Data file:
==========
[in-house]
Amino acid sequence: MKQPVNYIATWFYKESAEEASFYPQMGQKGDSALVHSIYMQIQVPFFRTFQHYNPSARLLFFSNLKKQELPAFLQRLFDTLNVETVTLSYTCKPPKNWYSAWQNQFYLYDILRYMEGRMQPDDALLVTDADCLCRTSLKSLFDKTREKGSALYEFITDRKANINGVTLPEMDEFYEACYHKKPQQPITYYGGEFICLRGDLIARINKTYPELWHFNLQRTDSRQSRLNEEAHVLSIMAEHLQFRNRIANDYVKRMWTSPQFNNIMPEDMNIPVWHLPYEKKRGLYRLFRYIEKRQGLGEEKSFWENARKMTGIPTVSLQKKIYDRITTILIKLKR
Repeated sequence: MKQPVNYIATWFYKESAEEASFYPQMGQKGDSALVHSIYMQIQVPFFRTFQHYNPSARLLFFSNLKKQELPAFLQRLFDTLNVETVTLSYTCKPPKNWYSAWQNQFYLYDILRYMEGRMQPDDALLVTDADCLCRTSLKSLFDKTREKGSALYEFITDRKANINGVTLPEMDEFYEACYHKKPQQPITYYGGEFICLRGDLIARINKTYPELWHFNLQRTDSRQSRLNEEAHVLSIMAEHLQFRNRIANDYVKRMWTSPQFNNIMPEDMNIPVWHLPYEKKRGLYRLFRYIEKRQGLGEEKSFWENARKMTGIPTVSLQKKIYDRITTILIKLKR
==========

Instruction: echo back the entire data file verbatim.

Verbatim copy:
[in-house]
Amino acid sequence: MKQPVNYIATWFYKESAEEASFYPQMGQKGDSALVHSIYMQIQVPFFRTFQHYNPSARLLFFSNLKKQELPAFLQRLFDTLNVETVTLSYTCKPPKNWYSAWQNQFYLYDILRYMEGRMQPDDALLVTDADCLCRTSLKSLFDKTREKGSALYEFITDRKANINGVTLPEMDEFYEACYHKKPQQPITYYGGEFICLRGDLIARINKTYPELWHFNLQRTDSRQSRLNEEAHVLSIMAEHLQFRNRIANDYVKRMWTSPQFNNIMPEDMNIPVWHLPYEKKRGLYRLFRYIEKRQGLGEEKSFWENARKMTGIPTVSLQKKIYDRITTILIKLKR
Repeated sequence: MKQPVNYIATWFYKESAEEASFYPQMGQKGDSALVHSIYMQIQVPFFRTFQHYNPSARLLFFSNLKKQELPAFLQRLFDTLNVETVTLSYTCKPPKNWYSAWQNQFYLYDILRYMEGRMQPDDALLVTDADCLCRTSLKSLFDKTREKGSALYEFITDRKANINGVTLPEMDEFYEACYHKKPQQPITYYGGEFICLRGDLIARINKTYPELWHFNLQRTDSRQSRLNEEAHVLSIMAEHLQFRNRIANDYVKRMWTSPQFNNIMPEDMNIPVWHLPYEKKRGLYRLFRYIEKRQGLGEEKSFWENARKMTGIPTVSLQKKIYDRITTILIKLKR